The New York Times announced earlier today plans to move to a paywall model for its online content while also mentioning that it’s on-board with Apple’s controversial in-app store purchasing guidelines which require that the NYT give Apple a 30% cut of all revenue generated from subscribers that sign up via the iOS app.
As part of the Times’ business model, users can read up to 20 articles free of charge on the Times’ website, after which they’ll have to pay a fee to access the content. Price wise, non-subscribers will have to pay $15 every four weeks. for unfettered access to the NY Times online site which also nets them the iPhone app. That’s about $0.50 a day which is pretty reasonable. If users want access to the site with the iPad app, they’ll have to pay $20 a week while those looking for full access to NY Times content across all digital mediums (online+iPhone+iPad) will be charged $35/hr every four week period.
Importantly, and thankfully, users directed to the New York Times site from blogs, search results, and social media pages will be able to access articles free of charge even after they’ve reached their 20 article limit. Indeed, an old and well-known work-around to access pay-wall/subscriber only content from the WSJ and NYT is to google the article headline and hop to the full story directly from the search engine.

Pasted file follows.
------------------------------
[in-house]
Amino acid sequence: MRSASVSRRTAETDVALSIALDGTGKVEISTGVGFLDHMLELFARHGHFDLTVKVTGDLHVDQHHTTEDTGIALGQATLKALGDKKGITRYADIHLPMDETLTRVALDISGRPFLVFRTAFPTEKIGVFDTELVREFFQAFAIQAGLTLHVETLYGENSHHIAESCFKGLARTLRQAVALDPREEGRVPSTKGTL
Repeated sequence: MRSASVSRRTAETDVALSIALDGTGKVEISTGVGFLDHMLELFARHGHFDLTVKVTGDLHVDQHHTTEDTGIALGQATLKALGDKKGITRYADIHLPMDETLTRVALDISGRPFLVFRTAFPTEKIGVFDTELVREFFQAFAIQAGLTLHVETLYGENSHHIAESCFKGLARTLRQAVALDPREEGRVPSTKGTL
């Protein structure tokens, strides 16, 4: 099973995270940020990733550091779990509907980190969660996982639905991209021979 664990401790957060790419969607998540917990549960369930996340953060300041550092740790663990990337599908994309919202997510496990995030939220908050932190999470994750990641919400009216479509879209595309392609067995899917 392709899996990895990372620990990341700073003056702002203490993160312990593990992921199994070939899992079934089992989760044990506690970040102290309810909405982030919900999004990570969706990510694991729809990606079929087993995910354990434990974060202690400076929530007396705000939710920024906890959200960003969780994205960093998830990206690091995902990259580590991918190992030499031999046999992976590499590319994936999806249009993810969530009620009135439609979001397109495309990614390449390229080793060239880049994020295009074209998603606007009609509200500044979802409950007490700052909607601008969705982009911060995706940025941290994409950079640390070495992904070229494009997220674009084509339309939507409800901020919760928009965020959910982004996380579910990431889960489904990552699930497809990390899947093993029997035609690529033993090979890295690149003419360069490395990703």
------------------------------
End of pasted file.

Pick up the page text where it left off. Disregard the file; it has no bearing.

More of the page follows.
For non-home delivery subscribers, the Times said the basic package, which includes NYTimes.com access plus a smartphone (or iPhone) app, will start at $15 every four weeks (or $195 per year). A second package offering NYTimes.com access plus a tablet (or iPad) app will fetch $20, while an “All Digital Access” package offering full access to NYTimes.com and both of the aforementioned applications will sell for $35 every four weeks.
Paper subscribers to the Times will be able to receive free access to the New York Times online across all devices.